Crossover is nothing new. In the 19th century, Franz Liszt and Johannes Brahms appropriated Hungarian gypsy melodies for the salon and concert hall, drawing on the verbunkos fiddler style in their collections of rhapsodies and dances. After their glittering Mahler 4 on Wednesday, encrusted in Klimtian gold, the Budapest Festival Orchestra voyaged back down the Danube for a night in old Café Budapest. With Iván Fischer as amiable host, they drew the music back to its folk roots, inviting three players from that tradition to add a liberal sprinkling of paprika to the orchestral goulash. Critical review by Mark Pullinger, Backtrack.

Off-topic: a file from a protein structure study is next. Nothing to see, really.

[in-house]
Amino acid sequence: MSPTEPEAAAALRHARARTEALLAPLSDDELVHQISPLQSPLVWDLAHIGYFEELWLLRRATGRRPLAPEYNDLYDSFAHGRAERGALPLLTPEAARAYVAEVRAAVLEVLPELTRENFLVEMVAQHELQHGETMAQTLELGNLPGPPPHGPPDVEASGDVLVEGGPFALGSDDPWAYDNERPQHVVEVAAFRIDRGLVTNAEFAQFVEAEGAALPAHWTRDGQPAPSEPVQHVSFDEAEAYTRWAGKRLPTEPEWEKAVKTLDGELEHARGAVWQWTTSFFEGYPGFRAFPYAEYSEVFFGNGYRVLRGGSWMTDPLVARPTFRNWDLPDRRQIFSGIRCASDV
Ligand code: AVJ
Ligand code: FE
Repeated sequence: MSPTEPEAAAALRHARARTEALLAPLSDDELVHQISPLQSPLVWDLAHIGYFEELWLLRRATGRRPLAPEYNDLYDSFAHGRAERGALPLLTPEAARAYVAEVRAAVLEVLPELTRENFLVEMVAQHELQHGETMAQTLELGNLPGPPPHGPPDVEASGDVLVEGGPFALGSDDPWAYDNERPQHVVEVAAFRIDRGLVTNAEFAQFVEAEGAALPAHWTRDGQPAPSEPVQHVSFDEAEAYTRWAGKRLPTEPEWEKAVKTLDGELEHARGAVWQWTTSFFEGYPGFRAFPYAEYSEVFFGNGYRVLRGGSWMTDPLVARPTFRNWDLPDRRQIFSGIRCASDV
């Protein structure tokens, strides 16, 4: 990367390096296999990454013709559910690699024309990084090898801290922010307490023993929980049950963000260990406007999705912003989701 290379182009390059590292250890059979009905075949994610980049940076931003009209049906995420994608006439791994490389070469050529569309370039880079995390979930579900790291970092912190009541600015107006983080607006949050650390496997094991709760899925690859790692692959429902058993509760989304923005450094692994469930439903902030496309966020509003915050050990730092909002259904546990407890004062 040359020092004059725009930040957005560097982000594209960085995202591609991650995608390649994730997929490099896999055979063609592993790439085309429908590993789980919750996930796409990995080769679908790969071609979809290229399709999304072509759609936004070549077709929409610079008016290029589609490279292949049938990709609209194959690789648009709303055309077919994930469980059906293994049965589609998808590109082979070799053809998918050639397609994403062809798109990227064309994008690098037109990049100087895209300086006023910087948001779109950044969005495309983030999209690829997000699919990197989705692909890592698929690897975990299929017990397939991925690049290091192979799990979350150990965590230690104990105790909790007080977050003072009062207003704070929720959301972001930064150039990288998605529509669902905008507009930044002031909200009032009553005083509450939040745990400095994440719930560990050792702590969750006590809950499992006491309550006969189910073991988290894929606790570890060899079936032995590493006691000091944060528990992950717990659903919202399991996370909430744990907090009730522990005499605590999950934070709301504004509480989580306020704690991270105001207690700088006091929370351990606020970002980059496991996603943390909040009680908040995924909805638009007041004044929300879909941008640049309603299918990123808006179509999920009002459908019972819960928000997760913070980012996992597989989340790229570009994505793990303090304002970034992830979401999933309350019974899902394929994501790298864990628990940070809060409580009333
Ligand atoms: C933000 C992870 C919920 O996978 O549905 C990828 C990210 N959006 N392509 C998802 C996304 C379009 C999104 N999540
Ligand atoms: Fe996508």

Many of Liszt’s Hungarian Rhapsodies are characterised by the variations in tempo found in the traditional csárdás, starting out slowly (lassú) before whipping up to an invigorating finish (friss, literally “fresh”). There is an improvisational quality to the music as notated by Liszt, but Fischer upped the ante by peppering the scores with cimbalom, Jenő Lisztes introducing us to its succulent tang with a brief solo.
Any Hungarian band needs a primás – a violinist leader to wander from table to table and dash off flamboyant fireworks. József Lendvay’s modest demeanour doesn’t quite fit that bill… at least, until he plays. Lendvay first picked up a violin at the age of two and now, well into his seventies, his playing – on his father’s fiddle – exuded natural charm and a lifetime inhabiting this music. What tales this violin could tell! His son, József Lendvay Jr, opted for a conservatory training but traditions hold strong and he dispatched Pablo de Sarasate’s Zigeunerweisen with swagger, style and smoky tone.